Nurseries across the country are a little more safer today as stores can no longer sell drop-side cribs, which have been blamed for a number for infant deaths.
Regulators are confident this new law will save lives.
It's one of the most important purchases for soon to be parents -- a baby's crib. But for the Cirigliano family that purchase turned into a death trap.
Their six-month-old son suffocated while sleeping in his drop-side crib.
"He was stuck between the mattress and a side rail with his face pressed up against the mattress," explained Susan Cirigliano, the boy's mother.
"The thing was there were never any warnings about these cribs and after doing some research, we found that a lot of these cribs had caused injuries and deaths," Robert Cirigliano, the boy's father, said.
Drop-side cribs have been blamed for more than 30 infant deaths in the last 10 years.
The list of safety problems with the cribs is long. The side lowers to give easier access to the baby. But safety hazards occur when parts break or if the crib is assembled wrong.
Nine million of these cribs were recently recalled. By the end of June, they are outlawed.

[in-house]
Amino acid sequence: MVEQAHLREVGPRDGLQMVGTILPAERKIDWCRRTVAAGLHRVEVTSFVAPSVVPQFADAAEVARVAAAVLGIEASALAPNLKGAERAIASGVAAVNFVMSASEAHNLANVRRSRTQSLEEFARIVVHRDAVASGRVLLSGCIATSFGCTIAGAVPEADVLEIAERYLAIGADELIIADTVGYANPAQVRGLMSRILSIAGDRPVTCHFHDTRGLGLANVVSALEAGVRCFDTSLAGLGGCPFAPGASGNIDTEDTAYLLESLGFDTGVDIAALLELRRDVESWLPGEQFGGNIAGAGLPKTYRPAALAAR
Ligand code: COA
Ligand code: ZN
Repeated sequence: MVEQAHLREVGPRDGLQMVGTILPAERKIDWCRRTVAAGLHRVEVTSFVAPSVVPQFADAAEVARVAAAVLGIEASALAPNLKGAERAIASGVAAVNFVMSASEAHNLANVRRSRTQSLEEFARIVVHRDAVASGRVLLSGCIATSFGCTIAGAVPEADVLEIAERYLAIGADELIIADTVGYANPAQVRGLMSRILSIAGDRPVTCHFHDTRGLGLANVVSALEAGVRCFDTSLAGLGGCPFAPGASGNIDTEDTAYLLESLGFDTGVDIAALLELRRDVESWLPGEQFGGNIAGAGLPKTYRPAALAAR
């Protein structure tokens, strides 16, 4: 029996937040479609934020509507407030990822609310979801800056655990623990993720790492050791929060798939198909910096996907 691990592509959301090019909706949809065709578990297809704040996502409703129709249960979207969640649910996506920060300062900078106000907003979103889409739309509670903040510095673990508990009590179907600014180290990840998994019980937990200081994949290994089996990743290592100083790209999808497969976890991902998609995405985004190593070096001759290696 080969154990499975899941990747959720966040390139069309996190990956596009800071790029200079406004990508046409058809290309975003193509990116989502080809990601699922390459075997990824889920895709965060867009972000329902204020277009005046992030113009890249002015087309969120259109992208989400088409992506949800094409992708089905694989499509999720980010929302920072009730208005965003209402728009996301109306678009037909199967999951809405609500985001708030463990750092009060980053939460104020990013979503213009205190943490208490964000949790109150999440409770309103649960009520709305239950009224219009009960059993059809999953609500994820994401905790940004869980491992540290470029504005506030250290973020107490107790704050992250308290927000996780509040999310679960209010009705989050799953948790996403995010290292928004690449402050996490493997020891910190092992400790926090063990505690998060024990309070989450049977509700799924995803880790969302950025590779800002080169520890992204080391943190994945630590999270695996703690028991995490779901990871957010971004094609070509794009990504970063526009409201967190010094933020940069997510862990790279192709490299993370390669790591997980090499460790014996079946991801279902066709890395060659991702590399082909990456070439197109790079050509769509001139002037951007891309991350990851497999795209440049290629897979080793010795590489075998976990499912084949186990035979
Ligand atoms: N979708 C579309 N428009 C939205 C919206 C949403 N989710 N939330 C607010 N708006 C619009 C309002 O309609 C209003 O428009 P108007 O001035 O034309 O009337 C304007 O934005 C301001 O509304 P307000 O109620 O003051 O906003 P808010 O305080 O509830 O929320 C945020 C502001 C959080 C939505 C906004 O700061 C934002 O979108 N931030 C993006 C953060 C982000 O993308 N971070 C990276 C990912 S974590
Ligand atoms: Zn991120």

"The hardware can crack. A depression is made in the bed, and the baby's head gets caught in that depression and the baby can strangle and die," said Ann Brown, the former chairman of the Consumer Products Safety Commission.
The CPSC now bans the manufacture and sale of drop-side cribs. In fact, it's illegal to sell one in a yard sale or on Craigslist.
The new mandate also requires rigorous safety tests on cribs before they hit store shelves.
"Whether it's through a store -- no daycare center, no child center, no hospital will be able to have drop-side cribs," Sen. Kirsten Gillibrand, D-N.Y., said.
Daycare centers and hotels have until December 2012 to comply with the new rules. It will likely take years to phase out all the drop-side cribs in homes across the country, which means many babies will continue to sleep in cribs with a potentially fatal flaw.
"Get them out of your homes. Children are dying every day. Every time we wait another day to have these cribs removed from the market another child is in jeopardy," Susan Cirigliano said.